The deadline for filing your 2018 tax return is April 15, 2019. If you aren’t ready to tackle your taxes yet, you can apply for an extension and delay filing your return until October 15th.
A tax extension makes sense if you’re missing key documents, dealing with an unexpected life event or simply running out of time to get your taxes done by the deadline. Whatever your reason, it’s a simple process to apply for those extra months.
It’s important to understand what tax extensions do and don’t do so you aren’t running into any unexpected surprises. There are many misconceptions that can cost you if you get confused.
Let’s look at and dispel four of the most common myths surrounding tax extensions.
Filing a tax extension is difficult, and only some people qualify
Owing taxes is usually only a concern for the self-employed. If you work for an employer, they should already withhold taxes from your paychecks, and you probably won’t owe the government a dime.
As long as you’ve filled out the form correctly and you submit it by April 15th, you’ll most likely qualify for an extension. There’s no need to explain why you want it and there are no restrictions on who may request an extension.
The Form 4868 gives you the right to have six more months for tax return completion. However, the extension of time given for filing a tax return does not concern the actual tax payment. It must be done by the due date. Just fill out some basic personal information and estimate your outstanding tax liability for the year based on your personal records and the tax forms you’ve received from your employer. Then, submit the form electronically.
Note: Partnerships, corporations or S corporations fill out and submit IRS Form 7004.
If you file a tax extension, you won’t have to pay taxes until October
You’re never required to pay your taxes by April 15th, extension or not. But if you don’t, the IRS will begin charging you interest on any outstanding balance.
First, there’s a 5% monthly failure-to-file penalty, with a maximum penalty of 25% for those who don’t file a return or an extension by April 15th. Then, there’s also a 0.5% monthly failure-to-pay penalty. This accrues until you pay back what you owe or until the penalty reaches 25% of your outstanding balance. If both penalties are in place, you’ll pay a maximum 5% penalty per month and 25% overall.
A tax extension won’t get you out of the failure-to-pay penalty, but it can eliminate the failure-to-file penalty.
However, if you don’t file your return by October 15th, the failure-to-file penalty will kick in then.
A tax extension is an audit trigger
The IRS may choose to audit an individual’s taxes for a number of reasons. Reporting high income, making clerical errors on your taxes or failing to report taxable income, are common reasons for why an audit might be warranted.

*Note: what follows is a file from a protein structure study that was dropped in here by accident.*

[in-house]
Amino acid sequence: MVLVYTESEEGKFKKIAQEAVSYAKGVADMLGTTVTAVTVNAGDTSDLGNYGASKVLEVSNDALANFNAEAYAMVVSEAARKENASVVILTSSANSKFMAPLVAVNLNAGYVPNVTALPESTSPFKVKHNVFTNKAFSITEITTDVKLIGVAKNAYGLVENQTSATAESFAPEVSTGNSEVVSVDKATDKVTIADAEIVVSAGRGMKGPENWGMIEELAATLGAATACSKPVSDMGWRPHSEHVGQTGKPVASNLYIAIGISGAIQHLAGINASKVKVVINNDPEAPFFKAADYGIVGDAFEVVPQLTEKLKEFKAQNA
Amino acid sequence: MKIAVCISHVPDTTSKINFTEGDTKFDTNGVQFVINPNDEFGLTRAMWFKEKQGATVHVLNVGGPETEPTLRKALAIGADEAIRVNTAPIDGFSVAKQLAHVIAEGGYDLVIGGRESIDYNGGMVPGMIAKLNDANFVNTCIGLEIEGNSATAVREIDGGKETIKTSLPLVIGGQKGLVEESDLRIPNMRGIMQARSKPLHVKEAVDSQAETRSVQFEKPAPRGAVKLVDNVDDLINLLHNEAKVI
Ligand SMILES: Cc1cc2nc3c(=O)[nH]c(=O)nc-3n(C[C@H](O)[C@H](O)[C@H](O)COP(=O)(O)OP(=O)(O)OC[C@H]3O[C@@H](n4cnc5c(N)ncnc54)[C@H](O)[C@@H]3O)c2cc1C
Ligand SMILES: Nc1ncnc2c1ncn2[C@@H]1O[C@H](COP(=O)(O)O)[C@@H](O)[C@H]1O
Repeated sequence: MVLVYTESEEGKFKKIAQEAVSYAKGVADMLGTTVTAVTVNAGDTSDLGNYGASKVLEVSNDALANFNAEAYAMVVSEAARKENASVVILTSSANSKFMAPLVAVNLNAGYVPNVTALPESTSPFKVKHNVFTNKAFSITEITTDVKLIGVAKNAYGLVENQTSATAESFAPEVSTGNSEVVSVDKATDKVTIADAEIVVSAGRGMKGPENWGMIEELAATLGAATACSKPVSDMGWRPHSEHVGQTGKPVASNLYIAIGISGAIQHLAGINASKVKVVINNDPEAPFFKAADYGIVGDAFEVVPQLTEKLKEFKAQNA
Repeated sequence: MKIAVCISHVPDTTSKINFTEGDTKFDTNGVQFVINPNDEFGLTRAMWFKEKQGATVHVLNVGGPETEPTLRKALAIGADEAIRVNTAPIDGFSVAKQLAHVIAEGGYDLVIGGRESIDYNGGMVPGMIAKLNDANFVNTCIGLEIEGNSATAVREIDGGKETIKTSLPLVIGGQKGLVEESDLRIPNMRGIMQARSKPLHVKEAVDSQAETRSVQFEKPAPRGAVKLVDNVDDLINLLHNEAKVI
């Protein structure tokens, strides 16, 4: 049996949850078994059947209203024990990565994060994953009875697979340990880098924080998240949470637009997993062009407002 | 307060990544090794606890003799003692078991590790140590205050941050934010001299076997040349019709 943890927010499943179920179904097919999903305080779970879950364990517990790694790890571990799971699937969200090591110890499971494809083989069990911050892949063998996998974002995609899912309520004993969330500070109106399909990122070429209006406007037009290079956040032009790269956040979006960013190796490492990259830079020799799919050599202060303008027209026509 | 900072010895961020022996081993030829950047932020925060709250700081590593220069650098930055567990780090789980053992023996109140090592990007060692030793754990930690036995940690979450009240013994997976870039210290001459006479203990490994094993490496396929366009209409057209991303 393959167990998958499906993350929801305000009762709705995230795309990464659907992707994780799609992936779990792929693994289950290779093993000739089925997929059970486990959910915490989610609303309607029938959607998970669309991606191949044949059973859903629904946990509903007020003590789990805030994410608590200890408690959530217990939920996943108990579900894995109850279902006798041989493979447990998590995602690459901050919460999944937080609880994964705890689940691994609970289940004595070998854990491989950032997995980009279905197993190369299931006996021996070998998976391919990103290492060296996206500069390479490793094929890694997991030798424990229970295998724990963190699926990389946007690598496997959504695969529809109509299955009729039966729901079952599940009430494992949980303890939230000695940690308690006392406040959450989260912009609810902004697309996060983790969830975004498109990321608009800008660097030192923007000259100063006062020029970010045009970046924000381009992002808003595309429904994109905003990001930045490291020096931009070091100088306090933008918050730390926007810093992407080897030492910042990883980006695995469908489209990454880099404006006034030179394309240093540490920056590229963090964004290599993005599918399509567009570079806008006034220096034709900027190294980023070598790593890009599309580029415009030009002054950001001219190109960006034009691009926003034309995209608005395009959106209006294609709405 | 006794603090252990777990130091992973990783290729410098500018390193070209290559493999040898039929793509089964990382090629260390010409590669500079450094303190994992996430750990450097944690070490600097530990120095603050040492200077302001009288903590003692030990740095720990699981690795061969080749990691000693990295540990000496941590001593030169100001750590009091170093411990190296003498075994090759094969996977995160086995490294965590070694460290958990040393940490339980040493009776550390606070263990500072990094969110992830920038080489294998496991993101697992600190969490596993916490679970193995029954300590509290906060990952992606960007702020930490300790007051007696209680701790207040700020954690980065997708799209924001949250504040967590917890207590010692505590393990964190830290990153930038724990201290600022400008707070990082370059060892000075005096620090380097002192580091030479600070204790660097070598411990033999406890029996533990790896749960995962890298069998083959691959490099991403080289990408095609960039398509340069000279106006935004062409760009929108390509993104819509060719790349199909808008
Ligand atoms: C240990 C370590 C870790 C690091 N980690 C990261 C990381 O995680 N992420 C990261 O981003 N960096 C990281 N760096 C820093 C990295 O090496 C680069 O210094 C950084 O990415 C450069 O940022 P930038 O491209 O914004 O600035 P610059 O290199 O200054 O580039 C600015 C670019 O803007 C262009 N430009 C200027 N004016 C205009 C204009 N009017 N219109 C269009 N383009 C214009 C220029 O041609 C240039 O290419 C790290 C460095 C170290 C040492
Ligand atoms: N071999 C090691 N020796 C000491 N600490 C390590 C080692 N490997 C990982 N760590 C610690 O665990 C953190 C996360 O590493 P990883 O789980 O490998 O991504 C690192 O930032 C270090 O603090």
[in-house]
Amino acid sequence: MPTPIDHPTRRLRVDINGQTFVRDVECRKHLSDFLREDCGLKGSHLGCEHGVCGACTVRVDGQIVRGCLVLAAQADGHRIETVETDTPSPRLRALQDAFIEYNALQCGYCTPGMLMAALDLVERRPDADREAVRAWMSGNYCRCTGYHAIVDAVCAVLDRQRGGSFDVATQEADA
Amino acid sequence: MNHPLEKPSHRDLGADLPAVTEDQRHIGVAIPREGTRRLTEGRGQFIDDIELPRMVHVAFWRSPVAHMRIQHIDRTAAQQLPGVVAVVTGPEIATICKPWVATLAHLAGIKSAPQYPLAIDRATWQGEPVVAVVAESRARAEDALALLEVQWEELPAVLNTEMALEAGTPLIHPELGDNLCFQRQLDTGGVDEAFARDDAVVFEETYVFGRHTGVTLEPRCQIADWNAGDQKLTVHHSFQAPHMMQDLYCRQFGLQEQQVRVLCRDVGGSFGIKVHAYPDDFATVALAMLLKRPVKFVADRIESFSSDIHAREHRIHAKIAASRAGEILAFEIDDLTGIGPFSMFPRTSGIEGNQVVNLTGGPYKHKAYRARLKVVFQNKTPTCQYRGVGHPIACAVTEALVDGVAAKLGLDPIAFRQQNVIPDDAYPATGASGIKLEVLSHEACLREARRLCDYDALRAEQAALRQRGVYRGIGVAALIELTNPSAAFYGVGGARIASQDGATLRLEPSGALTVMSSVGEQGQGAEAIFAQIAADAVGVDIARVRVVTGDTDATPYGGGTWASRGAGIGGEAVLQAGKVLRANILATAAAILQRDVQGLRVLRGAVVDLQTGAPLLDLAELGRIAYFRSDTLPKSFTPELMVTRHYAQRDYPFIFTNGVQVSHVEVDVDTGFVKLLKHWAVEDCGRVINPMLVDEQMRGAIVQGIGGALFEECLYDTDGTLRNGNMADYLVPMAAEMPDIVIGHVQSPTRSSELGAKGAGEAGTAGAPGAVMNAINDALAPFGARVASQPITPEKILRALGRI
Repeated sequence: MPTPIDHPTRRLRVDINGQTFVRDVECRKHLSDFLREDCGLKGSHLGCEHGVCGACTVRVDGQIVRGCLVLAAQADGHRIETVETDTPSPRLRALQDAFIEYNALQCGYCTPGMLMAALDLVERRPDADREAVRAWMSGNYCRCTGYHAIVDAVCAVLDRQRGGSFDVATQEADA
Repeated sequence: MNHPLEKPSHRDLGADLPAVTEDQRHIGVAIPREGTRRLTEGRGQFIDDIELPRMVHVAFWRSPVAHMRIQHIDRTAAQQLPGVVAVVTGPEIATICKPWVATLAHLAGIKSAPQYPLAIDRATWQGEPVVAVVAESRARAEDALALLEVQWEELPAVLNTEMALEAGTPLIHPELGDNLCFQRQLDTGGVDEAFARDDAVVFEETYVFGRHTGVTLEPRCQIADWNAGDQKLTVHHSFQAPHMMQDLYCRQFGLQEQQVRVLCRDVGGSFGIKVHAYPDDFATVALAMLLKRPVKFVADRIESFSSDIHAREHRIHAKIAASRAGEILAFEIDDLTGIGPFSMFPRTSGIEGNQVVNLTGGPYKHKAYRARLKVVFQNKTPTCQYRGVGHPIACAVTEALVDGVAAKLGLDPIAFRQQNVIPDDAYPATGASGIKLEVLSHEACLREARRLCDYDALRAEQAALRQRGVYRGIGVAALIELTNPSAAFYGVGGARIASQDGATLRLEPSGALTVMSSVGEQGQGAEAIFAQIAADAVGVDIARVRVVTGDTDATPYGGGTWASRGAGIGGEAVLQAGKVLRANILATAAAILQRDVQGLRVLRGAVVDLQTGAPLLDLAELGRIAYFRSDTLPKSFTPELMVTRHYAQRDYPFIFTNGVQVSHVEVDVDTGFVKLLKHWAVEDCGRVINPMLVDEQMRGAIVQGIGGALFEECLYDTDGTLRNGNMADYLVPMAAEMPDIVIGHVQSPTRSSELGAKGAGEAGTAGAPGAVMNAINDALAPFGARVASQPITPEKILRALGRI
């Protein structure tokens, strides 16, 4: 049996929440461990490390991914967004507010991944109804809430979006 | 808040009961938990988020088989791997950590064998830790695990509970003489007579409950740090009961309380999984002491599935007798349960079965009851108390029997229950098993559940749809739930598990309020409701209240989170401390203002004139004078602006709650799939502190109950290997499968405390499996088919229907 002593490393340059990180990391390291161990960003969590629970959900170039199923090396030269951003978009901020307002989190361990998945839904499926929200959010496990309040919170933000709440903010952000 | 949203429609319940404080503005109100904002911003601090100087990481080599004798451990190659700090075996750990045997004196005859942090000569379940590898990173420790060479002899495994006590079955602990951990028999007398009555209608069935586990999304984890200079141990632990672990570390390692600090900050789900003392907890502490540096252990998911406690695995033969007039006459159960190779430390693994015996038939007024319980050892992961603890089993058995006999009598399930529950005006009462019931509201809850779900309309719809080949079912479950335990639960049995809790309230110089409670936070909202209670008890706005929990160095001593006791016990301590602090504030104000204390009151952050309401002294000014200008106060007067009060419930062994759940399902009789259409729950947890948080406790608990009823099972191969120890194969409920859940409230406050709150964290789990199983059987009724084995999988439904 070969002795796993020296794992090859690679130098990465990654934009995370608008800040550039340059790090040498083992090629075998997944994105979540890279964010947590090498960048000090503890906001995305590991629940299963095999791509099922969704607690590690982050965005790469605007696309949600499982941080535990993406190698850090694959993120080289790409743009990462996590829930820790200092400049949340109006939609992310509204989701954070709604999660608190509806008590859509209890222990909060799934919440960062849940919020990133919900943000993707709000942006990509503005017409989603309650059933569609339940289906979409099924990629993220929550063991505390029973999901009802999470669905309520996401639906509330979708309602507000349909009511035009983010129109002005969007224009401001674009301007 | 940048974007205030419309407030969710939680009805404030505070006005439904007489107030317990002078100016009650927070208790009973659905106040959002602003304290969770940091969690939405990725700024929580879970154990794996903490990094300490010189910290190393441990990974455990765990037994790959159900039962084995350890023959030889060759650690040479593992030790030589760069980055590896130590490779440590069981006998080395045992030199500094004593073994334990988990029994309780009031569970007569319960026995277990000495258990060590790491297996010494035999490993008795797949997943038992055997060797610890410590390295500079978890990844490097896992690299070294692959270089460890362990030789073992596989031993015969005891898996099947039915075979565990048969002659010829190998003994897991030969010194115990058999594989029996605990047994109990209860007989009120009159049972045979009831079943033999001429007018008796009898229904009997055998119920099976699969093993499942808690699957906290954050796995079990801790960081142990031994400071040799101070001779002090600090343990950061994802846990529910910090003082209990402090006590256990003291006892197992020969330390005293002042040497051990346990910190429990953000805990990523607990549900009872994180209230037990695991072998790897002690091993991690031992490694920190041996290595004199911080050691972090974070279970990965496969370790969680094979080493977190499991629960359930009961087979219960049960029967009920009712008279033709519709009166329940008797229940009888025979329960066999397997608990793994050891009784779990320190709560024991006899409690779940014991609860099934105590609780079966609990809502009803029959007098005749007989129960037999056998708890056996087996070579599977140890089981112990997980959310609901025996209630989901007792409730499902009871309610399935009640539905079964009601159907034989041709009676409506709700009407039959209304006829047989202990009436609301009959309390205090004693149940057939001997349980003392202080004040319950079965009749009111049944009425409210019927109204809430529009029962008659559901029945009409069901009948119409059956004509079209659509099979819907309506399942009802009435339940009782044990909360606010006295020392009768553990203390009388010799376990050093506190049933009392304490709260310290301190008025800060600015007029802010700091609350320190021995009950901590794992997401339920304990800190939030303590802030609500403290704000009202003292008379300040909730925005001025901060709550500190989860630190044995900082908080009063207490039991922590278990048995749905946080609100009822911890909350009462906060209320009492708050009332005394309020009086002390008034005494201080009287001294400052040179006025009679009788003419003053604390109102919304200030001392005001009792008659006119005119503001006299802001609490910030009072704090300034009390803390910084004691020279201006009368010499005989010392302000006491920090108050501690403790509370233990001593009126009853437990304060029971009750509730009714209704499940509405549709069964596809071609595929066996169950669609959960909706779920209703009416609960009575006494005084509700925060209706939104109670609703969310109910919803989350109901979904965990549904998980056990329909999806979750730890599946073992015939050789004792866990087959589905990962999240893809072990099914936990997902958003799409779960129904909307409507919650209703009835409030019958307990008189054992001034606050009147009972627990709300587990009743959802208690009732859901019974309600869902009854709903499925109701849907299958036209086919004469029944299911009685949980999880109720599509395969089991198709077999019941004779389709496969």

In fact, an extension could lower your risk of being audited. It gives you more time to look over your return and verify that everything is accurate. If you rush through your return so you can submit it by the April 15th deadline and you make a mistake, like transposing numbers or failing to report some income, that could bring the IRS to your door.
Note: The fastest way to appeal an unfavorable audit is to file Form 12203 to the IRS electronically.
If you file an extension, you can’t file your taxes before October 15th
A tax extension simply gives you until October 15th to file your return, but you don’t need to wait that long. Once you’ve prepared your return, you can submit it at any time, even before the April 15th deadline. If you think there’s a chance you may need an extension, it’s best to request one just to be safe. But if you don’t need to use it, just file your taxes during the regular tax season.
With PDFfiller, individuals and businesses send their IRS tax extension forms faster, while making sure that all their financial info is protected. Prepare your Form 4868, Form 12203 or any other with PDFfiller. Once you open the form, a fillable field wizard will guide you through all the required fields before you click “Send to the IRS”. An email will notify you when your return has been delivered.
Some helpful blog posts
We have written plenty of blog posts related to tax season. So let’s bring you some more confidence by helping you better prepare for your tax filing.
- Read Tax season 2019: the deadlines and documents for your business to remind yourself about all of the important dates during tax season. Also, get familiar with the IRS forms that are relevant to you and your business before January 2019.
- Take a look at The individual taxpayer’s guide for the 2019 tax season to learn more about Form 1040 and other related documents. And HERE you can read more about the new format of Form 1040.
- In the 10 questions to ask when choosing a tax preparer blog, we tell you about how to choose the ideal candidate for preparing your taxes.
- And our latest blog – All you need to know about the tax forms to file before April 15th, is aimed at reminding you about all of the required forms you need to file before April 15th.
So pick yourself up and good luck!